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  • 1
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    Hamburg: Hamburg University, Department Socioeconomics
    Publication Date: 2020-01-22
    Description: In this paper we explore the degree of anchoring of consumers’ long-run inflation expectations. If expectations are firmly anchored, short- and long-run expectations should show no comovement in response to transitory shocks. Utilizing the University of Michigan Survey of Consumer’s rotating panel microstructure, we can identify changes in inflation expectations of individual consumers. Our results indicate that long-run inflation expectations became more anchored over time. While the degree of comovement fell significantly after 1996, the probability of a joint adjustment stayed constant. Regarding the possible determinants, we find that consumers’ rising interest rate expectations and perceived news on the monetary policy stance have a detrimental effect on the anchoring of long-run expectations. This effect is no longer present in the post-1996 period. Notably, a positive effect of perceived news on government debt on the degree of comovement emerges after 1996, alluding to a potentially problematic link between fiscal and monetary policy.
    Keywords: E31 ; E52 ; D84 ; ddc:330 ; Anchoring ; inflation expectations ; microdata
    Repository Name: EconStor: OA server of the German National Library of Economics - Leibniz Information Centre for Economics
    Language: English
    Type: doc-type:workingPaper
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  • 2
    Publication Date: 2020-01-22
    Description: Using the microdata of the Michigan Survey of Consumers, we evaluate whether U.S. consumers form macroeconomic expectations consistent with different economic concepts, namely the Phillips curve, the Taylor rule and the Income Fisher equation. We observe that 50% of the surveyed population have expectations consistent with the Income Fisher equation, 46% consistent with the Taylor rule and 34% are in line with the Phillips curve. However, only 6% of consumers form theory-consistent expectations with respect to all three concepts. For the Taylor rule and the Phillips curve we observe a cyclical pattern. For all three concepts we find significant differences across demographic groups. Evaluating determinants of consistency, we provide evidence that consumers are less consistent with the Phillips curve and the Taylor rule during recessions and with inflation higher than 2%. Moreover, consistency with respect to all three concepts is affected by changes in the communication policy of the Fed, where the strongest positive effect on consistency comes from the introduction of the official inflation target. Finally, consumers with theory-consistent expectations have lower absolute inflation forecast errors and are closer to professionals' inflation forecasts.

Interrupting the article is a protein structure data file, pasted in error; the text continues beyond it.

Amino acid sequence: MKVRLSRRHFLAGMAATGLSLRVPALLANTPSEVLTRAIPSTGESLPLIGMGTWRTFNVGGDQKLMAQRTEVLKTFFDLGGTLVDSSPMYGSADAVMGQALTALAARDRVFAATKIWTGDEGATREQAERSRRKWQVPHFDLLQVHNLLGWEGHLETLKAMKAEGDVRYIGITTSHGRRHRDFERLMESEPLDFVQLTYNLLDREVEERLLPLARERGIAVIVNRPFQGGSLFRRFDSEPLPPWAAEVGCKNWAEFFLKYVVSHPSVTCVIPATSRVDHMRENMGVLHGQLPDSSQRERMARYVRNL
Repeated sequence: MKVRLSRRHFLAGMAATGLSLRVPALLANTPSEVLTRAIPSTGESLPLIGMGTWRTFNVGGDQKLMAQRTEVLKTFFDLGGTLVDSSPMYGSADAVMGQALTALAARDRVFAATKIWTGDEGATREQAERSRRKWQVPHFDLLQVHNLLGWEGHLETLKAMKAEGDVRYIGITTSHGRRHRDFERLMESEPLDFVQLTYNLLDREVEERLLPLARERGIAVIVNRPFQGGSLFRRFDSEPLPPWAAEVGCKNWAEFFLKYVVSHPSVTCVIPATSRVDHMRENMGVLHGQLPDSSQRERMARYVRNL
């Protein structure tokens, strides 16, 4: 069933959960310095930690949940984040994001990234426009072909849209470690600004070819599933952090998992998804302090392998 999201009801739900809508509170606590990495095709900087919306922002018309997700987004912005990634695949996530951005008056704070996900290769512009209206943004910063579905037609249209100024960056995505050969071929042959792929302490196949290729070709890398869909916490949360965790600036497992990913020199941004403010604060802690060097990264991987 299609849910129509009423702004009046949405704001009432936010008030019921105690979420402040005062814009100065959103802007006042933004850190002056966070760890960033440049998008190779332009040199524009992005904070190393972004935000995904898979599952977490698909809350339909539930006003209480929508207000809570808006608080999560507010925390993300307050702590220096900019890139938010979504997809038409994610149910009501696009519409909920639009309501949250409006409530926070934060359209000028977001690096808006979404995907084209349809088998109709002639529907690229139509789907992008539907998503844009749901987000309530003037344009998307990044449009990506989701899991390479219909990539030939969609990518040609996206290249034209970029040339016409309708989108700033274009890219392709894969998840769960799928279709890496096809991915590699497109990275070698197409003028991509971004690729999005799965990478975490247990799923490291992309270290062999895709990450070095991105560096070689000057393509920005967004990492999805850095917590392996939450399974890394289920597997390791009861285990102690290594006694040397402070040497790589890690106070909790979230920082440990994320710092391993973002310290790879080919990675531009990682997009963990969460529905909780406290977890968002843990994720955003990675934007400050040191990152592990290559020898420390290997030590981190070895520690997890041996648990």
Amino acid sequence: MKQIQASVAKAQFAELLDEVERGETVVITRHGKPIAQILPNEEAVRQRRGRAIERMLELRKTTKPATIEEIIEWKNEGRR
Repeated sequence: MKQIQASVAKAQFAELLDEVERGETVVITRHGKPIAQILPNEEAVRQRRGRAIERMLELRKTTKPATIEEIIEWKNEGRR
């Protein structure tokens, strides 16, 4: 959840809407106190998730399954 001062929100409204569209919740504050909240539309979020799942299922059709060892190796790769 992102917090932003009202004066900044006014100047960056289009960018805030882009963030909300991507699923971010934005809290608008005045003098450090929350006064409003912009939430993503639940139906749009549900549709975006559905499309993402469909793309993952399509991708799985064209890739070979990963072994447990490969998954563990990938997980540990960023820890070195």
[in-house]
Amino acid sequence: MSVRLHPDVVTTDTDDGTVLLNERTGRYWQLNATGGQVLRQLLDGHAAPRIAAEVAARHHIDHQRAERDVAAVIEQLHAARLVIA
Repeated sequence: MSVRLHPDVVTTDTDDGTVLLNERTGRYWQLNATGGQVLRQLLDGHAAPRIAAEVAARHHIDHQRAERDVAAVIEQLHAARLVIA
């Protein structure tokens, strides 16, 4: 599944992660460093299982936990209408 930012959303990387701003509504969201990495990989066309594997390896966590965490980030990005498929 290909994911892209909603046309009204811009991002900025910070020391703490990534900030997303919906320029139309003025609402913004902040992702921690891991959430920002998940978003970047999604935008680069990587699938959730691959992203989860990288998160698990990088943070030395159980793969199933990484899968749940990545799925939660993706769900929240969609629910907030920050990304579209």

Keywords: C25 ; D84 ; E31 ; ddc:330 ; Macroeconomic expectations ; microdata ; macroeconomic literacy ; central bank communication ; consumer forecast accuracy
    Repository Name: EconStor: OA server of the German National Library of Economics - Leibniz Information Centre for Economics
    Language: English
    Type: doc-type:workingPaper
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  • 3
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    Hamburg: Hamburg University, Department Socioeconomics
    Publication Date: 2020-01-22
    Description: There is a growing interest in studying the disagreement of economic agents. Most studies, however, focus on the disagreement regarding one specific variable, hereby neglecting that disagreement may be comoving with disagreement on other variables. In this paper we explore to which extent disagreement regarding the interest rate is driven by disagreement on inflation and on unemployment. This relationship can be motivated by the existence of the Taylor rule. Using micro survey data for both professional forecasters and consumers, we provide evidence that disagreement on the future interest rate is mainly driven by disagreement on inflation. Exploring further determinants, we confirm that central bank transparency as well as news on money and credit conditions significantly influence disagreement.
    Keywords: E31 ; E58 ; D84 ; C33 ; ddc:330 ; disagreement ; inflation expectations ; microdata
    Repository Name: EconStor: OA server of the German National Library of Economics - Leibniz Information Centre for Economics
    Language: English
    Type: doc-type:workingPaper
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  • 4
    Publication Date: 2018-06-26